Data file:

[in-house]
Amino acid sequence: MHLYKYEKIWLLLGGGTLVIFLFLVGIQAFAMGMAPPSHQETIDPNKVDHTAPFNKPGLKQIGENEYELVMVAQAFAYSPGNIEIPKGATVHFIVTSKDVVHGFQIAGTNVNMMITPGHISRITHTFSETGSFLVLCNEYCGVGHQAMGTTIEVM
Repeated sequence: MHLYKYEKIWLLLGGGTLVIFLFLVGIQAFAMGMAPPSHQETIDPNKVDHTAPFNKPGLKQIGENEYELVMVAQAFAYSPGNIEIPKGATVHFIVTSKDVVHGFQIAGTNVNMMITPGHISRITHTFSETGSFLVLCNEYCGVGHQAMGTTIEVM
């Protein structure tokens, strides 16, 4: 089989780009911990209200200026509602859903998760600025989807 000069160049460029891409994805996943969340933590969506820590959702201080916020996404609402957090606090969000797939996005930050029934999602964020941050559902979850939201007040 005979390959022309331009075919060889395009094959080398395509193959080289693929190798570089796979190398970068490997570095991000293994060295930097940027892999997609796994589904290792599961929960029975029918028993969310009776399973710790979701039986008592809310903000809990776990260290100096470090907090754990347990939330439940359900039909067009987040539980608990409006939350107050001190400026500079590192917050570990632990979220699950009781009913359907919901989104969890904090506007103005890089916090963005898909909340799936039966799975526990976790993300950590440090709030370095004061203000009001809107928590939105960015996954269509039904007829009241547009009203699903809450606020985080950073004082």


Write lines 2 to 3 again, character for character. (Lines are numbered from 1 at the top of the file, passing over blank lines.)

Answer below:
Amino acid sequence: MHLYKYEKIWLLLGGGTLVIFLFLVGIQAFAMGMAPPSHQETIDPNKVDHTAPFNKPGLKQIGENEYELVMVAQAFAYSPGNIEIPKGATVHFIVTSKDVVHGFQIAGTNVNMMITPGHISRITHTFSETGSFLVLCNEYCGVGHQAMGTTIEVM
Repeated sequence: MHLYKYEKIWLLLGGGTLVIFLFLVGIQAFAMGMAPPSHQETIDPNKVDHTAPFNKPGLKQIGENEYELVMVAQAFAYSPGNIEIPKGATVHFIVTSKDVVHGFQIAGTNVNMMITPGHISRITHTFSETGSFLVLCNEYCGVGHQAMGTTIEVM